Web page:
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New Weight Loss Procedure for Patients Not Obese Enough for Bariatric Surgery

Tim Boyer's picture
Weight Loss Procedure for not obese enough

To qualify for Bariatric weight loss surgery, a patient has to typically be clinically diagnosed as being morbidly obese. But what if you are short of being morbidly obese and want some medical intervention that can work just as well - if not better than - bariatric surgery? According to a recent news report, a new weight loss procedure for patients not obese enough for bariatric surgery may be approved by the FDA in the near future.


There are several medically accepted criteria for diagnosing someone as being morbidly obese. Most physicians consider a patient to be morbidly obese - and therefore a candidate for weight loss surgery - if a patient:

• Is more than 100 lbs. over their ideal body weight, or
• has a Body Mass Index (BMI) of over 40, or
• has a BMI of over 35 and are experiencing severe comorbid conditions, such as high blood pressure or diabetes related to being severely overweight
• Is unable to achieve a healthy body weight for a sustained period of time, even after medically supervised dieting

However, if a patient does not meet the criteria and is seriously overweight with the probability that their condition will eventually advance to the point of becoming morbidly obese, there is a new option that is less invasive than typical bariatric surgery and may work just as well as surgery - gastric balloon assisted weight loss.

According to a CBS-affiliated news report from Memphis, Tennessee, approximately 150 patients have already taken part in clinical trials of a gastric balloon assisted weight loss procedure in Memphis, and thus far - the bariatric surgeons are pleased with the results.

“The balloon makes intuitive sense. The stomach can only hold so much capacity and when the balloon is in there it reduces the stomach’s capacity to hold other things,” said Dr. George Woodman with Midsouth Bariatrics.

The gastric balloon assisted weight loss procedure consists of endoscopically inserting a small, soft silicon balloon in its deflated state, after which it is inflated with either air or sterile saline. The purpose of the inflated balloon is to decrease the free space available for food while eating; and thereby, giving a feeling of fullness without the extra calories from food. The benefit of this method is that unlike the more typical gastric bypass or sleeve gastrectomy methods, the patients do not have to go under the knife and undergo permanent surgical alteration of their digestive tract.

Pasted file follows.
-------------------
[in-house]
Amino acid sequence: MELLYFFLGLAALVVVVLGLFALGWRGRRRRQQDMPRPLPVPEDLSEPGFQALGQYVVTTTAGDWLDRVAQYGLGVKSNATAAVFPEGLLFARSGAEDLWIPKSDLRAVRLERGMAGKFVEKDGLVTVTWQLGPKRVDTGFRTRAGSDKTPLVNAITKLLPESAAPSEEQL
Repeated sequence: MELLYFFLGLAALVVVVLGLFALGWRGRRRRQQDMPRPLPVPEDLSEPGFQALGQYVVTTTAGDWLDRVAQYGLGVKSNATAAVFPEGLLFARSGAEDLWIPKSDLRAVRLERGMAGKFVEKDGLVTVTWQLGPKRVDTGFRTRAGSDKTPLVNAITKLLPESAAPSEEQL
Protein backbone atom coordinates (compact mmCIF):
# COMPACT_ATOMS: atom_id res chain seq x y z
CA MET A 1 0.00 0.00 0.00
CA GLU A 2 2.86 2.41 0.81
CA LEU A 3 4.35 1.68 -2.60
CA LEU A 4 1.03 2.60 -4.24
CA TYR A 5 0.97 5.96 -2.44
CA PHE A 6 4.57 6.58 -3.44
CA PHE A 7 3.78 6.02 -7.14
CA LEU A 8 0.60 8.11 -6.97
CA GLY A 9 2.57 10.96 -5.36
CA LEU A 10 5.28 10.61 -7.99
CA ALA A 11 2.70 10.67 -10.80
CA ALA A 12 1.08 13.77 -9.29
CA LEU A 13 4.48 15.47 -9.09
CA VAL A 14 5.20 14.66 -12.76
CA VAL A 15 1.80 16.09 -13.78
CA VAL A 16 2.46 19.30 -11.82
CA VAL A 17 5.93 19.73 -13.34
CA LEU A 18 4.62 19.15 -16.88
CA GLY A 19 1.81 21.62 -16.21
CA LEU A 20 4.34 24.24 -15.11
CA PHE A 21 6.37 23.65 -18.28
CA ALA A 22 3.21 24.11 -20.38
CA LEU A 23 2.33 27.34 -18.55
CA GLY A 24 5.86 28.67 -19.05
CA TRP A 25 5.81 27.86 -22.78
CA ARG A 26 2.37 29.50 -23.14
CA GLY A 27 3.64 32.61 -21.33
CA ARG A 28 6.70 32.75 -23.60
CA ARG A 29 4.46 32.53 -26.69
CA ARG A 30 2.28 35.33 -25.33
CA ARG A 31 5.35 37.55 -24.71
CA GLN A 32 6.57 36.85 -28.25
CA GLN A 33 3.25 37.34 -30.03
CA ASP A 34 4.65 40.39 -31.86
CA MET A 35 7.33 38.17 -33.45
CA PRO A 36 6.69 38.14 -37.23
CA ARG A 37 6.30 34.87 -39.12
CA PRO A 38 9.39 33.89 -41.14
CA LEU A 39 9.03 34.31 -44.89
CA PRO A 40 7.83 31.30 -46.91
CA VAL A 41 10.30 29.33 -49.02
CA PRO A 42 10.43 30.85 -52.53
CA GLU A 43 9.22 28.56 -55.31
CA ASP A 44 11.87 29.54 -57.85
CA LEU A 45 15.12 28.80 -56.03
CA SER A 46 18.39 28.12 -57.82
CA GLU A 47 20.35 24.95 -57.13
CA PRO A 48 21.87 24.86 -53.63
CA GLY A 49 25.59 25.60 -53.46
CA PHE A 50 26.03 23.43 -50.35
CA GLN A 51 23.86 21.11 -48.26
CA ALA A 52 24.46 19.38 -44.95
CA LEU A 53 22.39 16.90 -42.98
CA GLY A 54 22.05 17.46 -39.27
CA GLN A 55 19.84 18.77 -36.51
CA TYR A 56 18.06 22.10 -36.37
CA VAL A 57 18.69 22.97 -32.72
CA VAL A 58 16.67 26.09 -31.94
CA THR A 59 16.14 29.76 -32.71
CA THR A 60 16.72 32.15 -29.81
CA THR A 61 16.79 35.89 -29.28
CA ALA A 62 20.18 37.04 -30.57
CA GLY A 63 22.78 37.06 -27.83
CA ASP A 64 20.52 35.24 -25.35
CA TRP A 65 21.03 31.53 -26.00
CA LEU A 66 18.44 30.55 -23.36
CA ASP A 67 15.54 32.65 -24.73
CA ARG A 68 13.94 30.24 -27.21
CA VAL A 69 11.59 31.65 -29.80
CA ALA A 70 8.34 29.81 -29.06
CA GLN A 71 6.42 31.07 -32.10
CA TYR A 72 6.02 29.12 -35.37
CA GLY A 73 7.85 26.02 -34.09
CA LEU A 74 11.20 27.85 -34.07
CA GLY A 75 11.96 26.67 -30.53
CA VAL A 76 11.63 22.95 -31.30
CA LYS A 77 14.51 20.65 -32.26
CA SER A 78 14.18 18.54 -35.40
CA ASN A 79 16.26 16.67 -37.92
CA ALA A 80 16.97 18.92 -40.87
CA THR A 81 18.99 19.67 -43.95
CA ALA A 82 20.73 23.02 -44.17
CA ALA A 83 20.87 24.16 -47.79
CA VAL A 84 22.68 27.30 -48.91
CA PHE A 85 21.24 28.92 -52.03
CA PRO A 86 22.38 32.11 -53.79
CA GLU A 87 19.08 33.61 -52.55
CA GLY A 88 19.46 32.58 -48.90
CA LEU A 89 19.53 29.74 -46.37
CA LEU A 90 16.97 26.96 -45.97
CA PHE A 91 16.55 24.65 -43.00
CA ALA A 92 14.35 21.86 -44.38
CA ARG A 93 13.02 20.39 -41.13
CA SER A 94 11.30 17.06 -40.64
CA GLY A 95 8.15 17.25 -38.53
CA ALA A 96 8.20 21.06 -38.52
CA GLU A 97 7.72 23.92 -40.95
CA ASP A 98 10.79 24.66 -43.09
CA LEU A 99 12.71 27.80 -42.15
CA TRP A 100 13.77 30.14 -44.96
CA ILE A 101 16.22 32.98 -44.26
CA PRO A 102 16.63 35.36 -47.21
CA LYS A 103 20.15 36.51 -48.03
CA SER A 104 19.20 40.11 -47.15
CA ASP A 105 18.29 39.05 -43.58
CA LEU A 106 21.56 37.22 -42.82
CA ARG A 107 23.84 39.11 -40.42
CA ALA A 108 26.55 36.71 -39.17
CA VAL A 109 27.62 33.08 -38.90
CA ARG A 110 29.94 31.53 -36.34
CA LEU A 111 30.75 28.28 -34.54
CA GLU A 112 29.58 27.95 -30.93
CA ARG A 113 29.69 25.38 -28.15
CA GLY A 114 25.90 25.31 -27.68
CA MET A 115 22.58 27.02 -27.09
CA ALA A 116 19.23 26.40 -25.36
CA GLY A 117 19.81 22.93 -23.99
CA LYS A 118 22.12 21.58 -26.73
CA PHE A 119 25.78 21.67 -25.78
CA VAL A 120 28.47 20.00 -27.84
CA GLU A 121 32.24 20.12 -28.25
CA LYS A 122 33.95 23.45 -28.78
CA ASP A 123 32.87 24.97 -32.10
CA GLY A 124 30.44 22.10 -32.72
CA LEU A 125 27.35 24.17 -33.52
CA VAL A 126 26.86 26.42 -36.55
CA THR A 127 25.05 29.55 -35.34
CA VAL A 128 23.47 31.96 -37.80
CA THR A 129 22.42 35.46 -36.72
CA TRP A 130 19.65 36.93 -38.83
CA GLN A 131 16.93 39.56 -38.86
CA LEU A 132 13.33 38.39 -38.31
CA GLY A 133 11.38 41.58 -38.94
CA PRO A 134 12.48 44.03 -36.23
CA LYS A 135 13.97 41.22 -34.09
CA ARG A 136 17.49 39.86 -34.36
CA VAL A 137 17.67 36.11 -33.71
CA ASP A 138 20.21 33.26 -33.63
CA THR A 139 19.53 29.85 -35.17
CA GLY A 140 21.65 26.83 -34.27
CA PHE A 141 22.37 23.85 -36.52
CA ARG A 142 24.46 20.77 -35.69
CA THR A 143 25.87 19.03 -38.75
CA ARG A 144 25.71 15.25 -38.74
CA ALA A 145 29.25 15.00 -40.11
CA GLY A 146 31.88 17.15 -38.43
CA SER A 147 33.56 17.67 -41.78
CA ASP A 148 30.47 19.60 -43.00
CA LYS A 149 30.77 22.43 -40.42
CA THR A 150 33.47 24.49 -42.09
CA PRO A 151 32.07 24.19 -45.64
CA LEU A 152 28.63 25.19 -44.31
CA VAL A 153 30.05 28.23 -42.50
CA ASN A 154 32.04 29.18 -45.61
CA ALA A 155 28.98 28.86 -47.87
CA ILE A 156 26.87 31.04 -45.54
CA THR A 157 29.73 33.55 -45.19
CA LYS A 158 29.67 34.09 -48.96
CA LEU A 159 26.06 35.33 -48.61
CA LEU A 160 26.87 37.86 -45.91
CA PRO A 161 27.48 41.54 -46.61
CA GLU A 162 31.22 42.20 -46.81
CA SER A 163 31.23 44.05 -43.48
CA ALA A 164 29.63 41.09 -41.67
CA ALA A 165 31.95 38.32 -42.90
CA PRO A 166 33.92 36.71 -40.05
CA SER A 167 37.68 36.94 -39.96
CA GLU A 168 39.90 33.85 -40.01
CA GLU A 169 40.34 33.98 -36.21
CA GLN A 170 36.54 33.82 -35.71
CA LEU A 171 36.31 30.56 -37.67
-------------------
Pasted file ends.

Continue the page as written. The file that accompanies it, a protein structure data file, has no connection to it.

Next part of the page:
The gastric balloon is a 6-month long temporary measure that provides a patient with help toward getting an easily manageable jump start on their weight loss, and time to institute good eating habits so that they will not regain the lost weight after the gastric balloon is removed.

One patient testimony in the news report states that she lost 80 pounds during the 6 months she had the gastric balloon, and is not regaining her lost weight.

“You don’t realize it’s there when you are going about, but when you eat you are limited on how much you can eat,” stated the patient.

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According to the news report, Dr. Woodman says the gastric balloon is a great alternative for those who only want to lose 50-100 pounds.

“Where we see the balloon, is offering it as a procedure for those lower weight patients who don’t quite meet the criteria for surgery, and hopefully those populations won’t cross over,” said Dr. Woodman.

For more about bariatric surgery options, click-on the following informative links before deciding on any procedure for weight loss:

Two Weight Loss Surgery Procedures Measure Up after 3 Years

New Weight Loss Device Approved by FDA Could Be an Alternative to Typical Bariatric Surgery

Obesity Weight Loss: Duodenal Switch Beats Gastric Bypass

Lesser Used Surgical Method Actually Results in More Weight Loss


WREG Channel 3 News in Memphis― “New weight loss procedure tested in Memphis is close to FDA approval

Midsouth Bariatrics



Dr. Wang what do you think about this program?
Is the Gastric Balloon available in the Memphis area yet?
I would like this procedure done..what program in memphis..
I need this surgery. I am kidney transplant patient. I have very poor balance an coordination problems, and I have a hard time walking a straight path. I am currently in my second course of PT, but am seeing no improvements. I am on year 8 with my new kidney. I would like to see if my insurance would help cover this procedure for me, but I doubt it. I am an lifetime SDI, and am married with one son.
Hi... I am only 50 pounds overweight however I've tried everything and can't seem to lose it... I'm fifty-two and I've been recently diagnosed with chronic leukemia... High blood pressure... High cholesterol... If there's a surgery that could help me lose this weight but accepted by Medicaid that would be great too. Thanks for your time